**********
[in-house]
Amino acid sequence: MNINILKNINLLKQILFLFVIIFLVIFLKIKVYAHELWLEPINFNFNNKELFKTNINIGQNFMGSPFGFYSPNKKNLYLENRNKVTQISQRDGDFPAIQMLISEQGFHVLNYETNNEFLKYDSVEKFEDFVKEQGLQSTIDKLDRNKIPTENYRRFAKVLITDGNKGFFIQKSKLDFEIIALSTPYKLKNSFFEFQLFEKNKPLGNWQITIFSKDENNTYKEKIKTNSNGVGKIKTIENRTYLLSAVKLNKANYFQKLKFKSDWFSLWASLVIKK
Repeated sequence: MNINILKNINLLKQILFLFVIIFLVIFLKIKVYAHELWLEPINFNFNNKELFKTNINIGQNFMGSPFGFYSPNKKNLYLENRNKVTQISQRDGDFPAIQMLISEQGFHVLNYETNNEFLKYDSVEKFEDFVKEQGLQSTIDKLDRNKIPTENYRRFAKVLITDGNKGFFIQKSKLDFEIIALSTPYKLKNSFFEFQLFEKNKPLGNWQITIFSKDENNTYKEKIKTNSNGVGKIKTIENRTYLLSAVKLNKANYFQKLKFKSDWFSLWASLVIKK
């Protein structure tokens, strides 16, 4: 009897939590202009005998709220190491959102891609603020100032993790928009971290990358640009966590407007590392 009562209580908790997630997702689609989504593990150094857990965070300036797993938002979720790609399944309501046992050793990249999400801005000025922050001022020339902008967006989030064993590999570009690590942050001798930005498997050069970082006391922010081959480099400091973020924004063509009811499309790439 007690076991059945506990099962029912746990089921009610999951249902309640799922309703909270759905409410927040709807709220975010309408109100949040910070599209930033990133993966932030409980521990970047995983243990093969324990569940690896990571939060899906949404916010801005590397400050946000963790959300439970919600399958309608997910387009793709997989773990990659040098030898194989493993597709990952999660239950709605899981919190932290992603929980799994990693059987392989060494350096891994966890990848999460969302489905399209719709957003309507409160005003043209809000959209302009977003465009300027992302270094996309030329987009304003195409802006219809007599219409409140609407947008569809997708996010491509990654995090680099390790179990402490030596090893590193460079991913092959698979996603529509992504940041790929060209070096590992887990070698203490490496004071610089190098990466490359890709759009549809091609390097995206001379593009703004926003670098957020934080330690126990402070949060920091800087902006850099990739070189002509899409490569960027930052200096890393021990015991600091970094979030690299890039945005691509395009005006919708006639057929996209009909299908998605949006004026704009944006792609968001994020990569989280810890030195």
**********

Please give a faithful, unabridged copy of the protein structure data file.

[in-house]
Amino acid sequence: MNINILKNINLLKQILFLFVIIFLVIFLKIKVYAHELWLEPINFNFNNKELFKTNINIGQNFMGSPFGFYSPNKKNLYLENRNKVTQISQRDGDFPAIQMLISEQGFHVLNYETNNEFLKYDSVEKFEDFVKEQGLQSTIDKLDRNKIPTENYRRFAKVLITDGNKGFFIQKSKLDFEIIALSTPYKLKNSFFEFQLFEKNKPLGNWQITIFSKDENNTYKEKIKTNSNGVGKIKTIENRTYLLSAVKLNKANYFQKLKFKSDWFSLWASLVIKK
Repeated sequence: MNINILKNINLLKQILFLFVIIFLVIFLKIKVYAHELWLEPINFNFNNKELFKTNINIGQNFMGSPFGFYSPNKKNLYLENRNKVTQISQRDGDFPAIQMLISEQGFHVLNYETNNEFLKYDSVEKFEDFVKEQGLQSTIDKLDRNKIPTENYRRFAKVLITDGNKGFFIQKSKLDFEIIALSTPYKLKNSFFEFQLFEKNKPLGNWQITIFSKDENNTYKEKIKTNSNGVGKIKTIENRTYLLSAVKLNKANYFQKLKFKSDWFSLWASLVIKK
């Protein structure tokens, strides 16, 4: 009897939590202009005998709220190491959102891609603020100032993790928009971290990358640009966590407007590392 009562209580908790997630997702689609989504593990150094857990965070300036797993938002979720790609399944309501046992050793990249999400801005000025922050001022020339902008967006989030064993590999570009690590942050001798930005498997050069970082006391922010081959480099400091973020924004063509009811499309790439 007690076991059945506990099962029912746990089921009610999951249902309640799922309703909270759905409410927040709807709220975010309408109100949040910070599209930033990133993966932030409980521990970047995983243990093969324990569940690896990571939060899906949404916010801005590397400050946000963790959300439970919600399958309608997910387009793709997989773990990659040098030898194989493993597709990952999660239950709605899981919190932290992603929980799994990693059987392989060494350096891994966890990848999460969302489905399209719709957003309507409160005003043209809000959209302009977003465009300027992302270094996309030329987009304003195409802006219809007599219409409140609407947008569809997708996010491509990654995090680099390790179990402490030596090893590193460079991913092959698979996603529509992504940041790929060209070096590992887990070698203490490496004071610089190098990466490359890709759009549809091609390097995206001379593009703004926003670098957020934080330690126990402070949060920091800087902006850099990739070189002509899409490569960027930052200096890393021990015991600091970094979030690299890039945005691509395009005006919708006639057929996209009909299908998605949006004026704009944006792609968001994020990569989280810890030195």